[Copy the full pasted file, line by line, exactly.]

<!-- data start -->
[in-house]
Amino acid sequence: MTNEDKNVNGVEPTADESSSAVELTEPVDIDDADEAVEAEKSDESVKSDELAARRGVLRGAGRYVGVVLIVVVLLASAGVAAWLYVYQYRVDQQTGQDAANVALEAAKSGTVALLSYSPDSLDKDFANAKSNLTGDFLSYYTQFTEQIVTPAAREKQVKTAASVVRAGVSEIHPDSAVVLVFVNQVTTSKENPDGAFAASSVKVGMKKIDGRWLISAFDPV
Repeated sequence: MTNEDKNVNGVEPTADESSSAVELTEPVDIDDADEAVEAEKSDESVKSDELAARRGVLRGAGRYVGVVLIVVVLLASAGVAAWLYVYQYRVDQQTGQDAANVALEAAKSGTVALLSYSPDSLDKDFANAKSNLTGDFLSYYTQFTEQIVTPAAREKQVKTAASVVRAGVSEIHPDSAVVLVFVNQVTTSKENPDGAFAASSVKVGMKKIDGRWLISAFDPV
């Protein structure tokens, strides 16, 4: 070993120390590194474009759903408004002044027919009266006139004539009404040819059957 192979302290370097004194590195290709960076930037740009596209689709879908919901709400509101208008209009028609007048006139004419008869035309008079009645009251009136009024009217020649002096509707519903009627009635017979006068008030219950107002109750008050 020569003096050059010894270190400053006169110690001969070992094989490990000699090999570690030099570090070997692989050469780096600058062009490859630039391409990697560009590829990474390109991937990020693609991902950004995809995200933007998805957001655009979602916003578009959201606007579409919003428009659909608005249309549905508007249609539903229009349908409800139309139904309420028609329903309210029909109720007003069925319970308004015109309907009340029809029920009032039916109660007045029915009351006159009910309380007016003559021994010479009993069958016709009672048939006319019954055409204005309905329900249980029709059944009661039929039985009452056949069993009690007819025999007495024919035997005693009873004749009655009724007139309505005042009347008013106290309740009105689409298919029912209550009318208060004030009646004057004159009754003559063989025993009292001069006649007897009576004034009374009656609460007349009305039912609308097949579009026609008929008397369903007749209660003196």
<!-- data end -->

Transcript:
[in-house]
Amino acid sequence: MTNEDKNVNGVEPTADESSSAVELTEPVDIDDADEAVEAEKSDESVKSDELAARRGVLRGAGRYVGVVLIVVVLLASAGVAAWLYVYQYRVDQQTGQDAANVALEAAKSGTVALLSYSPDSLDKDFANAKSNLTGDFLSYYTQFTEQIVTPAAREKQVKTAASVVRAGVSEIHPDSAVVLVFVNQVTTSKENPDGAFAASSVKVGMKKIDGRWLISAFDPV
Repeated sequence: MTNEDKNVNGVEPTADESSSAVELTEPVDIDDADEAVEAEKSDESVKSDELAARRGVLRGAGRYVGVVLIVVVLLASAGVAAWLYVYQYRVDQQTGQDAANVALEAAKSGTVALLSYSPDSLDKDFANAKSNLTGDFLSYYTQFTEQIVTPAAREKQVKTAASVVRAGVSEIHPDSAVVLVFVNQVTTSKENPDGAFAASSVKVGMKKIDGRWLISAFDPV
């Protein structure tokens, strides 16, 4: 070993120390590194474009759903408004002044027919009266006139004539009404040819059957 192979302290370097004194590195290709960076930037740009596209689709879908919901709400509101208008209009028609007048006139004419008869035309008079009645009251009136009024009217020649002096509707519903009627009635017979006068008030219950107002109750008050 020569003096050059010894270190400053006169110690001969070992094989490990000699090999570690030099570090070997692989050469780096600058062009490859630039391409990697560009590829990474390109991937990020693609991902950004995809995200933007998805957001655009979602916003578009959201606007579409919003428009659909608005249309549905508007249609539903229009349908409800139309139904309420028609329903309210029909109720007003069925319970308004015109309907009340029809029920009032039916109660007045029915009351006159009910309380007016003559021994010479009993069958016709009672048939006319019954055409204005309905329900249980029709059944009661039929039985009452056949069993009690007819025999007495024919035997005693009873004749009655009724007139309505005042009347008013106290309740009105689409298919029912209550009318208060004030009646004057004159009754003559063989025993009292001069006649007897009576004034009374009656609460007349009305039912609308097949579009026609008929008397369903007749209660003196």